Thank you for stopping in. Your interest in my writing means the world. If you have not read my work, please visit my BOOKS page for more details. If you have read SOULED OUT, FRAYED, or TIN MOON, please leave a review online and be sure to tell a friend. Your voice matters more than anything. Word-of-mouth and reviews are the most important ways for authors to be discovered by new readers.

Thank you for taking time to stop in and learn more about me. You are wonderful!

Wednesday, November 29, 2017

Audio A-Go-Go: Struck

I have not had a lot of time to read lately, but I have found a way around that: Audio books!

Luckily, I'm able to listen to audio books occasionally at work. Because I highly believe that reviews are invaluable, I absolutely want to share them with you. Maybe you will discover a new favorite.

So here is the latest:

Struck by Jennifer Bosworth

Struck is about Mia, a seventeen-year-old who is addicted to being struck by lightning. That is what hooked me. Lightning is crazy. Being addicted to it is crazier. Add to that a post-apocalyptic LA that has been ravaged by natural disasters. Of course, no disaster is complete without a cult and a secret society of sorts.

Bosworth described Mia's world very well. The "displaced", those who lost their homes during the disasters, and their almost feral demeanor at times born from fear and desperation, felt authentic. Everywhere Mia looked, loss upon loss. Her own world, consisting of her mother and brother, was not without its own type of loss. Her mother is suffering from a sort of PTSD from being trapped under the rubble, almost killed. Mia and her brother return to school only for the daily food rations promised to every attending student. And prices are so inflated that a few dollars won't even buy a loaf of bread. Mia even has to take her chances with a drug dealer for her mother's medication rather than buying them legally.

So what is going on in this horrible wasteland of a town? Well, the end of the world is coming. Some are aligning themselves with Prophet, the blind bible-thumper, eager to ring in the end of the world. Others are part of a group hoping to stop Prophet and his people from creating a storm that could do just that, end all. You see, there are others who have been hit by lightning, not just Mia. And it has left its mark on them in more ways than the visible red scars. They have power. And the more power Prophet collects, the more likely his plan will work. He only needs one more: Mia.

While Mia's world is well thought out and the storyline pretty solid, it began to waffle toward the end. Jeremy is the wild card of the story. He pops out of nowhere, a foe turned love interest. And though I appreciate his complicated backstory, he turned into a distraction for Mia. Almost as if this broken world only needed love to save it rather than a crusader with the capability to harness the power of lightning. With such a hefty world view set up, I can only feel that Bosworth missed her chance to impart some wisdom to Mia's plight, to relay a deeper message to the reader.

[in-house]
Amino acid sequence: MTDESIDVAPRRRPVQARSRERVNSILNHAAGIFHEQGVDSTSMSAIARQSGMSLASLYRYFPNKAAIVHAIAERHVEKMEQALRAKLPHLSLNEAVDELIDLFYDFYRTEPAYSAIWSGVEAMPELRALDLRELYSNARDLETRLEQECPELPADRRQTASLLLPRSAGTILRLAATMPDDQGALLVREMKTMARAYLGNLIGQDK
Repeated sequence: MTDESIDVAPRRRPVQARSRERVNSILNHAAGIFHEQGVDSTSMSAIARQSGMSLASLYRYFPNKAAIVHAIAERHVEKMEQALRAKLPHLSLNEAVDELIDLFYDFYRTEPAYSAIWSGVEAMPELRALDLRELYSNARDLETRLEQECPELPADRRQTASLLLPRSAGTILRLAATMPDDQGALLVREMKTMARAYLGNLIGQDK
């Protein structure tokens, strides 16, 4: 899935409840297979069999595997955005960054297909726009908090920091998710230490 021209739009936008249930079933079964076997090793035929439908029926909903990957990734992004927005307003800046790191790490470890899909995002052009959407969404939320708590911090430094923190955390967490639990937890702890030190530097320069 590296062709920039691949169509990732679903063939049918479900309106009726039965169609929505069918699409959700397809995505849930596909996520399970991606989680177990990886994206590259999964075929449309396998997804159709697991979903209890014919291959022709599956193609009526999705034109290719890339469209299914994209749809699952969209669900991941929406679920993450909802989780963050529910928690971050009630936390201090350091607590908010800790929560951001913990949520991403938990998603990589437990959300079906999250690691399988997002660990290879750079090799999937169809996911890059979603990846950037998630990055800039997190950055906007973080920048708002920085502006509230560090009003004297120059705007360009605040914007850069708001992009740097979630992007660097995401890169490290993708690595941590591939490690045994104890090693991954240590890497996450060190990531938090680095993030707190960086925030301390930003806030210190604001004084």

Unless that, in fact, was the deeper message: A broken world only needs love to save it.

If anyone has read or listened to Struck, I would love to hear your theories.

If you haven't been Struck, you can:

I'm sure you can find it in many places in many forms, but I feel that two links is acceptable. ;D

As a reminder: I write honest reviews based solely on my own dorky opinions.  

Sunday, November 12, 2017

Forgetfulness Has a Season

Sometimes I forget how to write. Or so I think. That's how it feels, anyway. I get lost in the world, in my head. I live and love, and experience so much away from my computer and paper. It's wonderful to be "here" in the moment rather than "there". To not be accountable on social media. To not worry about updates or word counts.

I take pleasure in the little things. I take time to grieve the big things. With everything, I take my time.

But then my brain wants to make sense of it all. It wants to piece it all together, string it to my heart and back. Only, in order to do that I have to remember how to write again because it is how I process the world. And it feels just as wonderful to write as it does, during those times of forgetfulness, not to. 

Forgetfulness has a season, but every season has an end. And ends are just as important as beginnings because sometimes they are the same thing.

So maybe I'm back for a time. To write and chat and piece the world together.